Artist | REX WARRIMOU (SABIO)

Artist | REX WARRIMOU (SABIO)


Australian Indigenous (Aboriginal and Torres Strait Islander) artwork by REX WARRIMOU (SABIO) of Omie Artists. The title is Our Creation (Ömie Creation). [17-018] (Natural Pigments on Nioge (Barkcloth))

REX WARRIMOU (SABIO)

Our Creation (Ömie Creation)

Rex Warrimou is a strong jagor’e (law) man for the Dahorurajé clan and the son of the late Warrimou, a very important Chief who was a key figure in helping to preserve the Ömie tribe’s traditional visual arts and culture.

In the late 1940’s missionary encroachment was attempting to stamp out all traditional Ömie cultural practices and had already banned important initiation and funerary ceremonies.

The volcano Huvaemo (Mount Lamington), a highly sacred place where Ömie ancestor spirits reside, erupted in 1951 and Warrimou believed the ancestor spirits were warning his people that their culture was being lost.

In order to appease the ancestors Warrimou actively encouraged the women artists to paint the men’s tattoo designs onto barkcloth.

Still to this day, the survival of Ömie barkcloth art is largely credited to Warrimou (as well as his wife Nogi).

Warrimou instilled in his son Rex the importance of preserving and maintaining traditional cultural practices and Rex is now considered a ‘keeper’ of the profound knowledge taught to him by his father.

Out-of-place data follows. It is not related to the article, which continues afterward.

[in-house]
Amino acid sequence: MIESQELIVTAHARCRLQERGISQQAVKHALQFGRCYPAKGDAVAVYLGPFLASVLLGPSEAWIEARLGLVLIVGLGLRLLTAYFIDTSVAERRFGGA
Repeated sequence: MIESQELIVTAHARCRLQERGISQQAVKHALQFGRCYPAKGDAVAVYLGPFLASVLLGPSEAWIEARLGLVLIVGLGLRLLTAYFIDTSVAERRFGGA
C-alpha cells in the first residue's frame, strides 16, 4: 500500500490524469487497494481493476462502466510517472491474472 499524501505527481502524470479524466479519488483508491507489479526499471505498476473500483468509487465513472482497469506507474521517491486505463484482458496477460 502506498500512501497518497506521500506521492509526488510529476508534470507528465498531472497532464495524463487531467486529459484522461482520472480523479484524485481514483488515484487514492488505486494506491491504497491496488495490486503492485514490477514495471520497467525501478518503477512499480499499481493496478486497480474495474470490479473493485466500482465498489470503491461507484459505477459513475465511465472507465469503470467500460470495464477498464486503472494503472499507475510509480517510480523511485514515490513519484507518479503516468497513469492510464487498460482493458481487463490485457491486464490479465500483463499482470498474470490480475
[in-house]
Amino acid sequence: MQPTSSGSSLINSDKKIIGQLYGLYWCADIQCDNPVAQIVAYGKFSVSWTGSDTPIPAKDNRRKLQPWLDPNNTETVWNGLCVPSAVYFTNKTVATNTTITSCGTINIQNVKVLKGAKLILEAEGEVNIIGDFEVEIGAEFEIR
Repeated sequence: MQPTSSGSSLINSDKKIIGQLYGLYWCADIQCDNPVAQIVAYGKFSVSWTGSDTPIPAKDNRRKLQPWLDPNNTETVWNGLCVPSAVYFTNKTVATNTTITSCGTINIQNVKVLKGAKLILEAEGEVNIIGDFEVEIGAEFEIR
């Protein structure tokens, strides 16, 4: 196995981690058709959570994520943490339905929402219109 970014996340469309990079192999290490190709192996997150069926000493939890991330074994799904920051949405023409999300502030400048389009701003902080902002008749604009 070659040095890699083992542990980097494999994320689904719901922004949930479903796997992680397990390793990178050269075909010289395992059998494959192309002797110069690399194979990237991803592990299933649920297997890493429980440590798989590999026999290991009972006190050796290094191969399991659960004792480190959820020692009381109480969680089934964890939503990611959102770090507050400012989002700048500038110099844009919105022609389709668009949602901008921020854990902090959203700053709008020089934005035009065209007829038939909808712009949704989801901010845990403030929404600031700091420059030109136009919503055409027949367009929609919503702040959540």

Rex’s traditional lands encompass the southern and eastern sides of the volcano and the surrounding mountain ranges.

With his family, Rex tirelessly watches over and cares for his lands, maintaining the vital balance of his people - his ancestors, the living and future generations - with the sacred environment from which they were created and are so intrinsically a part of.

Rex began painting his clan stories onto barkcloth in 2012.

He is married to artist Jean-Mary Warrimou (Hujama) and together they have seven children.

Rex’s sister is the Paramount Chief of Ömie women, Lila Warrimou (Misaso).

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Rex Warrimou is a strong jagor’e (law) man for the Dahorurajé clan and the son of the late Warrimou, a very important Chief who was a key figure in helping to preserve the Ömie tribe’s traditional visual arts and culture.

In the late 1940’s missionary encroachment was attempting to stamp out all traditional Ömie cultural practices and had already banned important initiation and funerary ceremonies.

The volcano Huvaemo (Mount Lamington), a highly sacred place where Ömie ancestor spirits reside, erupted in 1951 and Warrimou believed the ancestor spirits were warning his people that their culture was being lost.

In order to appease the ancestors Warrimou actively encouraged the women artists to paint the men’s tattoo designs onto barkcloth.

Still to this day, the survival of Ömie barkcloth art is largely credited to Warrimou (as well as his wife Nogi).

Warrimou instilled in his son Rex the importance of preserving and maintaining traditional cultural practices and Rex is now considered a ‘keeper’ of the profound knowledge taught to him by his father.

Rex’s traditional lands encompass the southern and eastern sides of the volcano and the surrounding mountain ranges.

With his family, Rex tirelessly watches over and cares for his lands, maintaining the vital balance of his people - his ancestors, the living and future generations - with the sacred environment from which they were created and are so intrinsically a part of.

Rex began painting his clan stories onto barkcloth in 2012.

He is married to artist Jean-Mary Warrimou (Hujama) and together they have seven children.

Rex’s sister is the Paramount Chief of Ömie women, Lila Warrimou (Misaso).

.



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